Technologies for removing carbon from the atmosphere keep improving, but solutions for what to do with the carbon once it's captured are harder to come by.
The lab of Rice University materials scientist Pulickel Ajayan and collaborators developed a way to wrest the carbon from carbon dioxide and affix it to hydrogen atoms, forming methane -- a valuable fuel and industrial feedstock. According to the study published in Advanced Materials, the method relies on electrolysis and catalysts developed by grafting isolated copper atoms on two-dimensional polymer templates.
"Electricity-driven carbon dioxide conversion can produce a large array of industrial fuels and feedstocks via different pathways," said Soumyabrata Roy, a research scientist in the Ajayan lab and the study's lead author. "However, carbon dioxide-to-methane conversion involves an eight-step pathway that raises significant challenges for selective and energy-efficient methane production.
"Overcoming such issues can help close the artificial carbon cycle at meaningful scales, and the development of efficient and affordable catalysts is a key step toward achieving this goal."
The polymer templates, which were made of alternating carbon and nitrogen atoms, have tiny pores where copper atoms can fit at varying distances from one another. The catalysts assemble at room temperature in water with the copper atoms displacing the host metal ions in the polymer templates. When tested in a reactor, the catalysts enabled the reduction of carbon dioxide to methane in one half of the cell, while oxygen was produced from water in the other half.
"We found that modulating the distances between the copper atoms lowered the energy needed for key reaction steps, thereby speeding up the chemical conversion," Roy said. "This cooperative action of nearby copper atoms helped produce methane at a very high rate of selectivity and efficiency."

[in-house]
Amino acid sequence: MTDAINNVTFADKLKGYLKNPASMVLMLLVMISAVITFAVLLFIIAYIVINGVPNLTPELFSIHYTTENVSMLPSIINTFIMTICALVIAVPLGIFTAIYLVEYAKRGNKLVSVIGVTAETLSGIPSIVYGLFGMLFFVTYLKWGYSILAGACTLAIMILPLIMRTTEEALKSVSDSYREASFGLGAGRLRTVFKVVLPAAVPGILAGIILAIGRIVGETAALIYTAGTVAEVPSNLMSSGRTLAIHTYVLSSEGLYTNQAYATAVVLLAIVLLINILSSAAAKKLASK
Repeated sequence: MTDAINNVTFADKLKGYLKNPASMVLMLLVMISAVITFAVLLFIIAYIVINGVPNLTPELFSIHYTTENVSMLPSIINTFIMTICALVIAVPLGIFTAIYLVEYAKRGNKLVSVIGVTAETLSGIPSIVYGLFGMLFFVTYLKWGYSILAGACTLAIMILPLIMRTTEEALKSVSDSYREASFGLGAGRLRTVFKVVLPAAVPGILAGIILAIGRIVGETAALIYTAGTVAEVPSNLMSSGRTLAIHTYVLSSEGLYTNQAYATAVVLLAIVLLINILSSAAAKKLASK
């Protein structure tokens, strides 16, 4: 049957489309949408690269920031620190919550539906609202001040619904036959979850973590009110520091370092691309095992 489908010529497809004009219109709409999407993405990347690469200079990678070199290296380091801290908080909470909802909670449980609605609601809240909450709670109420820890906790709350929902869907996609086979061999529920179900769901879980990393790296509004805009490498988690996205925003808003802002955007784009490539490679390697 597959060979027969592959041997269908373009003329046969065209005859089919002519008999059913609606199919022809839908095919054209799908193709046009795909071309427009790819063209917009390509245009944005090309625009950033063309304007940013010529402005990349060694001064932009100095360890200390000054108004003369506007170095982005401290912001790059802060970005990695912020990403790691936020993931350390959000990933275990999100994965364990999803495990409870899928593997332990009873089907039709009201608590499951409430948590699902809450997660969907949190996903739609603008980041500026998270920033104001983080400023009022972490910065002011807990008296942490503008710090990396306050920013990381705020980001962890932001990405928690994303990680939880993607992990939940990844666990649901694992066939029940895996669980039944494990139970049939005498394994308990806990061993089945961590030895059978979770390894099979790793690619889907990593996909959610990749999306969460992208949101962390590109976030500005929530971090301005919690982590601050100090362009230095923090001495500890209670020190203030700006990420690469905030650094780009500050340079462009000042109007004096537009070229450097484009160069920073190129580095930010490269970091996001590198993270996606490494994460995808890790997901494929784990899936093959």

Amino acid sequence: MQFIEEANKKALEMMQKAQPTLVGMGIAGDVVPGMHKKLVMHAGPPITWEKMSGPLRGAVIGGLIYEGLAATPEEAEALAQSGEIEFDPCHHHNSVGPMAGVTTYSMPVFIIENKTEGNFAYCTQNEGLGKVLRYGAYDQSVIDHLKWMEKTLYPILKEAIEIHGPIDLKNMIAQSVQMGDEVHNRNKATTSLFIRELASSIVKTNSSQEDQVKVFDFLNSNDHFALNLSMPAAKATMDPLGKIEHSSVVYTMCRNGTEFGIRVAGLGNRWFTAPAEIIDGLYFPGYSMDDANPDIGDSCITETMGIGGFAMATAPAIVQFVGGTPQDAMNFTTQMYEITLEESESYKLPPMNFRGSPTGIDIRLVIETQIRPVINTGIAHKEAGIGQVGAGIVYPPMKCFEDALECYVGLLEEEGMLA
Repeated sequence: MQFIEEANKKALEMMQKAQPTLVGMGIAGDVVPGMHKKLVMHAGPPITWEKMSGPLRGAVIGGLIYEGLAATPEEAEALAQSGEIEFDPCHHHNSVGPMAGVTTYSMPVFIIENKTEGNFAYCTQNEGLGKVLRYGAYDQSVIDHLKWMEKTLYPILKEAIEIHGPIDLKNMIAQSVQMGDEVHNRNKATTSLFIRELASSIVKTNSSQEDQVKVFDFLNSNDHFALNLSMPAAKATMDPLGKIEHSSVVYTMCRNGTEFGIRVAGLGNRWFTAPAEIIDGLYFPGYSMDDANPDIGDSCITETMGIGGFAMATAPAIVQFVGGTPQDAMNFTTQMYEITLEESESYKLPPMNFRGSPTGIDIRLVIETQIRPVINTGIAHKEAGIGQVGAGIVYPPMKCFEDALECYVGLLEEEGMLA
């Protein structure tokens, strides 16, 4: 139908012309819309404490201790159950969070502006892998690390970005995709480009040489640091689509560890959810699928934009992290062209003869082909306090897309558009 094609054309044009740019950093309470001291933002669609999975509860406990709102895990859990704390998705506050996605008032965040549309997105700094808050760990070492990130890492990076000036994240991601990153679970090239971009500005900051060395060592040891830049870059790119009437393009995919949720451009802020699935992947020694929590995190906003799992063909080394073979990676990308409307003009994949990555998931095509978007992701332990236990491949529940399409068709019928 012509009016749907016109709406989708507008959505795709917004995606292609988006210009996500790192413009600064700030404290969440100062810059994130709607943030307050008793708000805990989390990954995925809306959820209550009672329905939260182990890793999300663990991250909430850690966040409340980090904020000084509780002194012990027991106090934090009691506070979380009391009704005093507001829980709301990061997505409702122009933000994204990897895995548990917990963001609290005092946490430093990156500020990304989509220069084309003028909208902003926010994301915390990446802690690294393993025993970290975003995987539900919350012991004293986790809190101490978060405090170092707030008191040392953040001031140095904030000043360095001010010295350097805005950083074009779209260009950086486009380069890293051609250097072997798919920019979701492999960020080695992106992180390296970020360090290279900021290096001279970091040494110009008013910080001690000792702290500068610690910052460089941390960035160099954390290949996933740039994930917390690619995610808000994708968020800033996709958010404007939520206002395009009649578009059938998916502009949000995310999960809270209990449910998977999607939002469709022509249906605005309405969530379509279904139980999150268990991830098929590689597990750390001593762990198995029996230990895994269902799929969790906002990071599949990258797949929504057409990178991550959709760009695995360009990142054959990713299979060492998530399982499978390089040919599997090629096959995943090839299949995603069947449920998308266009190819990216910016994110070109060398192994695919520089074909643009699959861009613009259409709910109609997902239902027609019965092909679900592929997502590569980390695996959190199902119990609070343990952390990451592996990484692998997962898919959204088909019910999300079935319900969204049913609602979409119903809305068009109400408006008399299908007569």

The catalysts developed by Roy and collaborators yielded one of the most rapid and efficient electrolysis-based conversions of carbon dioxide to methane known so far, helping advance the conversion process both in terms of fundamental scientific insight and performance level.
"If system-level energy and carbon conversion efficiencies can be addressed, inexpensive and efficient materials like these will help catalyze the industrial translation of electrochemical carbon dioxide reduction technology," said Jingjie Wu, an associate professor of chemical and environmental engineering at the University of Cincinnati.
Ajayan, Rice's Benjamin M. and Mary Greenwood Anderson Professor of Engineering and chair of the Department of Materials Science and NanoEngineering, added that the "design and development of novel catalysts are central to the energy and sustainability challenges we face."
"Single-atom dispersed catalysts present an exciting approach in this effort," Ajayan said.
Wu and Chandra Veer Singh, a professor of materials science and engineering at the University of Toronto, were key contributors to the study.
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